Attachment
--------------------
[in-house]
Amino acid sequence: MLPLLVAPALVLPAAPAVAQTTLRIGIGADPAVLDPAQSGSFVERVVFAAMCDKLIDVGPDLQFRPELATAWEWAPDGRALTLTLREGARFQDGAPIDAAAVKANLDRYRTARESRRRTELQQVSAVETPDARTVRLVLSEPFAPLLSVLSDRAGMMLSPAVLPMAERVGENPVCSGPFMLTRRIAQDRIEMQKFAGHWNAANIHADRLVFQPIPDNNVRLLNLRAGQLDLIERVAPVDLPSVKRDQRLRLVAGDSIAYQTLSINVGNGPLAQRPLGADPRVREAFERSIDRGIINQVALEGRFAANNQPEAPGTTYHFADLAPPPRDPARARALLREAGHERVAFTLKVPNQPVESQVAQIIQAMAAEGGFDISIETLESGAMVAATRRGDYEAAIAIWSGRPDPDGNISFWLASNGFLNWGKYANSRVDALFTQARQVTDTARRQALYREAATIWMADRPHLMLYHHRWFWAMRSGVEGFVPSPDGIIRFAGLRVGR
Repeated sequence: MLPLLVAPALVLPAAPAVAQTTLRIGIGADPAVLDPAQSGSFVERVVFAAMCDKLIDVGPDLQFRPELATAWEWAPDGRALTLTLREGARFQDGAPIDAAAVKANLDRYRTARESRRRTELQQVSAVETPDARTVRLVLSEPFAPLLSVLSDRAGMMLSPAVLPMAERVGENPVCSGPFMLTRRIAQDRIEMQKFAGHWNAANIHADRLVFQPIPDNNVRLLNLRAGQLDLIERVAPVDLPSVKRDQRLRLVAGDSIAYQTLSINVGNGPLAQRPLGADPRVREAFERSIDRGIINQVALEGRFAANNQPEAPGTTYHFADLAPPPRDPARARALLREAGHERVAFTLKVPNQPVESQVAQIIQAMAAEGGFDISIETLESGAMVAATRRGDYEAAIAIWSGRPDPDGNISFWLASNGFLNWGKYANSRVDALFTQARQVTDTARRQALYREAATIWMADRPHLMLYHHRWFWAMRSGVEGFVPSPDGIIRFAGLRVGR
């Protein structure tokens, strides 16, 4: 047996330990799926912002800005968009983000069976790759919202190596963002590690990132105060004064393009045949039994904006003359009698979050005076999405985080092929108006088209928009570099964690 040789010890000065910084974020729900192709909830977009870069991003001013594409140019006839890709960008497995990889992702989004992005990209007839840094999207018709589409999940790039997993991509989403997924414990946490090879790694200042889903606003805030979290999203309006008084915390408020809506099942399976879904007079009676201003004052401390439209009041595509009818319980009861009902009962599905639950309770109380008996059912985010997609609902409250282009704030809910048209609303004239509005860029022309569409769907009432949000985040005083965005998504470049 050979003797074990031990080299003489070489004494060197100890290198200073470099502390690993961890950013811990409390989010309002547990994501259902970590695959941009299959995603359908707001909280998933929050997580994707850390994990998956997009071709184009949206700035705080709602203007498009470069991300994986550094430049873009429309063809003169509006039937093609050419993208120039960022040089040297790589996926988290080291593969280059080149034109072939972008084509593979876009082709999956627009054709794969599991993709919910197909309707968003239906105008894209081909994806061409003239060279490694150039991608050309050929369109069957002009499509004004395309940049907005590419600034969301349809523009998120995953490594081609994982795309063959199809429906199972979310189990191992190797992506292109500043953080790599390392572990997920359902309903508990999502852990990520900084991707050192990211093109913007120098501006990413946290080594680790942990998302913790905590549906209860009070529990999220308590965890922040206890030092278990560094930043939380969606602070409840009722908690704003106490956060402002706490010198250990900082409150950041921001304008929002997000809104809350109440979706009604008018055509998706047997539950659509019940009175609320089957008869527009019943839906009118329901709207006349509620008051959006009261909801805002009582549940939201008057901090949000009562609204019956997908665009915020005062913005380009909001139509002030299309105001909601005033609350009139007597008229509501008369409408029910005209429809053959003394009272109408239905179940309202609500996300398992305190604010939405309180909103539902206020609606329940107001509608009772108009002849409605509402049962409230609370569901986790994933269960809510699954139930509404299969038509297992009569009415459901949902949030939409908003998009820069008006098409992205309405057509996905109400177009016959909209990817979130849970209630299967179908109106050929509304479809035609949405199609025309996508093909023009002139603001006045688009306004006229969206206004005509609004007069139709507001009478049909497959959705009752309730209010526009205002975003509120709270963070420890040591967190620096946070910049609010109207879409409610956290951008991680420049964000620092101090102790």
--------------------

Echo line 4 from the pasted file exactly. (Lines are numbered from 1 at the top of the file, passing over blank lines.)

């Protein structure tokens, strides 16, 4: 047996330990799926912002800005968009983000069976790759919202190596963002590690990132105060004064393009045949039994904006003359009698979050005076999405985080092929108006088209928009570099964690 040789010890000065910084974020729900192709909830977009870069991003001013594409140019006839890709960008497995990889992702989004992005990209007839840094999207018709589409999940790039997993991509989403997924414990946490090879790694200042889903606003805030979290999203309006008084915390408020809506099942399976879904007079009676201003004052401390439209009041595509009818319980009861009902009962599905639950309770109380008996059912985010997609609902409250282009704030809910048209609303004239509005860029022309569409769907009432949000985040005083965005998504470049 050979003797074990031990080299003489070489004494060197100890290198200073470099502390690993961890950013811990409390989010309002547990994501259902970590695959941009299959995603359908707001909280998933929050997580994707850390994990998956997009071709184009949206700035705080709602203007498009470069991300994986550094430049873009429309063809003169509006039937093609050419993208120039960022040089040297790589996926988290080291593969280059080149034109072939972008084509593979876009082709999956627009054709794969599991993709919910197909309707968003239906105008894209081909994806061409003239060279490694150039991608050309050929369109069957002009499509004004395309940049907005590419600034969301349809523009998120995953490594081609994982795309063959199809429906199972979310189990191992190797992506292109500043953080790599390392572990997920359902309903508990999502852990990520900084991707050192990211093109913007120098501006990413946290080594680790942990998302913790905590549906209860009070529990999220308590965890922040206890030092278990560094930043939380969606602070409840009722908690704003106490956060402002706490010198250990900082409150950041921001304008929002997000809104809350109440979706009604008018055509998706047997539950659509019940009175609320089957008869527009019943839906009118329901709207006349509620008051959006009261909801805002009582549940939201008057901090949000009562609204019956997908665009915020005062913005380009909001139509002030299309105001909601005033609350009139007597008229509501008369409408029910005209429809053959003394009272109408239905179940309202609500996300398992305190604010939405309180909103539902206020609606329940107001509608009772108009002849409605509402049962409230609370569901986790994933269960809510699954139930509404299969038509297992009569009415459901949902949030939409908003998009820069008006098409992205309405057509996905109400177009016959909209990817979130849970209630299967179908109106050929509304479809035609949405199609025309996508093909023009002139603001006045688009306004006229969206206004005509609004007069139709507001009478049909497959959705009752309730209010526009205002975003509120709270963070420890040591967190620096946070910049609010109207879409409610956290951008991680420049964000620092101090102790």